The County argues that the Jail Nurses have more in common with the supervisory non-represented nurses in the Sauk County Health Care Center than the non-supervisory nurses in the Public Health Department and, as a result, are not appropriately added to the United Professionals unit. The County relies on our decisions in Sauk County, Dec. No. 17882-A (WERC, 3/81) and Walworth County, Dec. No. 9041-C (WERC, 3/92). The County asserts that there is not a community of interest between the Jail Nurses and the Nurses in the United Professional bargaining unit since the Public Health Nurses do not direct patient care, do not supervise any other County employees, do not perform management functions like drafting policies and the Home Care Nurses do not provide care to individuals in an institutional setting and do not supervise County employees. Further, there is no similarity in wages, hours, working conditions, work locations or supervision or bargaining history. Lastly, the County asserts that anti-fragmentation is not at issue because the nurses with whom the Jail Nurses share a community of interest are the non-represented Health Care Center nurses.
The County next asserts that Busser is a managerial employee, and further, that in Busser's absence, Whalen is a managerial employee. The County contends the testimony supports the conclusion that Busser has established all policies and procedures for inmate health care and occupational health issues in the Sheriff's Department; that she consults with legal counsel; that she has established an advisory board; that she contracted for the Medical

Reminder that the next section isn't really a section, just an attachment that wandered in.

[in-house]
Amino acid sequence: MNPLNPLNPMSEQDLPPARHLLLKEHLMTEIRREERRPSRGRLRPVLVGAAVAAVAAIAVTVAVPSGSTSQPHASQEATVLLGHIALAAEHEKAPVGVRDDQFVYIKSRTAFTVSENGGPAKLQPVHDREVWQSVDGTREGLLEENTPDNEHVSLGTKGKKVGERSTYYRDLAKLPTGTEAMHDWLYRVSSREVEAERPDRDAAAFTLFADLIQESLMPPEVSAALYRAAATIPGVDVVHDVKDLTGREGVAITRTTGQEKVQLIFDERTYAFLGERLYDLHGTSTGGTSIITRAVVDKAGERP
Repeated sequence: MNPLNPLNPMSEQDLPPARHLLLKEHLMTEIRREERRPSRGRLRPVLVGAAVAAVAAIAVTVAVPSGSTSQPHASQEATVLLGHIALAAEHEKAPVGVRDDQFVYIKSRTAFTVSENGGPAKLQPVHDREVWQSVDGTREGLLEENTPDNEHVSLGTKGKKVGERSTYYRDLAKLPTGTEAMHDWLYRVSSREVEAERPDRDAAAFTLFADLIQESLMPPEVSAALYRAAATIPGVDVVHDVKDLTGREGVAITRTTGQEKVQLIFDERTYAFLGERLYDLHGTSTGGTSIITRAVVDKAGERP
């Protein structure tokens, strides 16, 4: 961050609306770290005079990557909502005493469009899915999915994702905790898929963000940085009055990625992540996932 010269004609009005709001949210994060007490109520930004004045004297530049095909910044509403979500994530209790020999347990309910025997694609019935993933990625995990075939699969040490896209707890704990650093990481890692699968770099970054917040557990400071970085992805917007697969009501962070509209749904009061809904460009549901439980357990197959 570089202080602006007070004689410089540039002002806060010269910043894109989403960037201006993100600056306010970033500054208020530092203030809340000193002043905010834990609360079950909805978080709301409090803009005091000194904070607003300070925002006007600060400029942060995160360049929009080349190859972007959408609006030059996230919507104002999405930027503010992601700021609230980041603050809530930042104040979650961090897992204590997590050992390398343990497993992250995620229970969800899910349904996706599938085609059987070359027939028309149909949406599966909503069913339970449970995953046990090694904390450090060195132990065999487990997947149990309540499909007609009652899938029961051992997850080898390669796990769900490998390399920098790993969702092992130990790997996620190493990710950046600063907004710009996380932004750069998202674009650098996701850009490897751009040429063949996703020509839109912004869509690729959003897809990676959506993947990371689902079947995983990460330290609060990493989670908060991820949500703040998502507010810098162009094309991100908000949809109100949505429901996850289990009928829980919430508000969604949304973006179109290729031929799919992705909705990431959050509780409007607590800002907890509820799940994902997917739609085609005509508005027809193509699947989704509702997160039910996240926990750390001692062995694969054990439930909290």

Dec. No. 17343-C
Director; and that she established and has "unfettered" authority to expend funds from the Jail budget. The County asserts Busser and the County Public Health Director are comparable management positions.
Finally, the County argues that the contractual recognition clause does not allow for the inclusion of professional employees outside the Departments of Public Health and Human Services. The County finds support in Sauk County, Dec. No. 6762-A (WERC, 11/98) for this proposition. Further, the County asserts that the appropriate unit for the Jail Nurses, if they are going to be represented by any union, is the Sheriff's Department unit.
In response to the County's assertions, United Professionals refer the Commission to its decision in Vernon County Dec, No. 13805-I (WERC, 2/00) wherein it found that to be a supervisor, the individual must supervise employees rather that jail activities. Further, the Commission's decision in Vernon County, supra, reinforces United Professionals argument that preparation of draft policies and procedures, subject to approval, and budget preparation input with limited expenditure authority, do not constitute sufficient grounds for exclusion from the bargaining unit as a managerial employee.
In response to the County argument that the parties have agreed to limit the scope of the unit to the departments identified in the 2001-2003 contract, United Professionals point out that at the time this bargaining unit was certified, these positions did not exist. Thus, United Professionals argue that the 2001-2003 contract does not preclude including the Jail Nurses in the unit.
Finally, United Professionals disagree with the County's interpretation of NLRB v. Kentucky River Community Care, Inc., supra. United Professionals concur with the Supreme Court's analysis that the professional exercise of independent judgment does not categorically exclude a position from a bargaining unit as a supervisor.